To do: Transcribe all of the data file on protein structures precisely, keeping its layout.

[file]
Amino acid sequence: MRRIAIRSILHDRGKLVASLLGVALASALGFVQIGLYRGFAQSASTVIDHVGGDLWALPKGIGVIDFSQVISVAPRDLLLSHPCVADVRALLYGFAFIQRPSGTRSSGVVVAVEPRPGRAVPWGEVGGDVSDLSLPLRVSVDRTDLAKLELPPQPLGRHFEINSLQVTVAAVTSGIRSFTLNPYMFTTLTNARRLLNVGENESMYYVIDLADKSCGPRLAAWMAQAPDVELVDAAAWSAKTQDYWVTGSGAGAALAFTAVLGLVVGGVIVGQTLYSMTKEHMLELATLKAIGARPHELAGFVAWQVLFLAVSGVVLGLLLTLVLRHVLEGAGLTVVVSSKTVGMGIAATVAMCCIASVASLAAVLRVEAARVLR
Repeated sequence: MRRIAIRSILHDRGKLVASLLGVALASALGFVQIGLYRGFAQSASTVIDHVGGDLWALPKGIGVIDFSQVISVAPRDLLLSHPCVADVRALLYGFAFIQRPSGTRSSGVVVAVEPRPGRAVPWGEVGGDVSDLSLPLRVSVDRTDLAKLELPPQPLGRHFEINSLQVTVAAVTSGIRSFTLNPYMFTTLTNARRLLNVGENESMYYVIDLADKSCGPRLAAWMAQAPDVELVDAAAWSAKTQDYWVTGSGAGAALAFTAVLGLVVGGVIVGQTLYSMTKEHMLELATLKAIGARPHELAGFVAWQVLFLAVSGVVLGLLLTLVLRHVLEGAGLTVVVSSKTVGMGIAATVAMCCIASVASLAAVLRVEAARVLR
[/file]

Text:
Amino acid sequence: MRRIAIRSILHDRGKLVASLLGVALASALGFVQIGLYRGFAQSASTVIDHVGGDLWALPKGIGVIDFSQVISVAPRDLLLSHPCVADVRALLYGFAFIQRPSGTRSSGVVVAVEPRPGRAVPWGEVGGDVSDLSLPLRVSVDRTDLAKLELPPQPLGRHFEINSLQVTVAAVTSGIRSFTLNPYMFTTLTNARRLLNVGENESMYYVIDLADKSCGPRLAAWMAQAPDVELVDAAAWSAKTQDYWVTGSGAGAALAFTAVLGLVVGGVIVGQTLYSMTKEHMLELATLKAIGARPHELAGFVAWQVLFLAVSGVVLGLLLTLVLRHVLEGAGLTVVVSSKTVGMGIAATVAMCCIASVASLAAVLRVEAARVLR
Repeated sequence: MRRIAIRSILHDRGKLVASLLGVALASALGFVQIGLYRGFAQSASTVIDHVGGDLWALPKGIGVIDFSQVISVAPRDLLLSHPCVADVRALLYGFAFIQRPSGTRSSGVVVAVEPRPGRAVPWGEVGGDVSDLSLPLRVSVDRTDLAKLELPPQPLGRHFEINSLQVTVAAVTSGIRSFTLNPYMFTTLTNARRLLNVGENESMYYVIDLADKSCGPRLAAWMAQAPDVELVDAAAWSAKTQDYWVTGSGAGAALAFTAVLGLVVGGVIVGQTLYSMTKEHMLELATLKAIGARPHELAGFVAWQVLFLAVSGVVLGLLLTLVLRHVLEGAGLTVVVSSKTVGMGIAATVAMCCIASVASLAAVLRVEAARVLR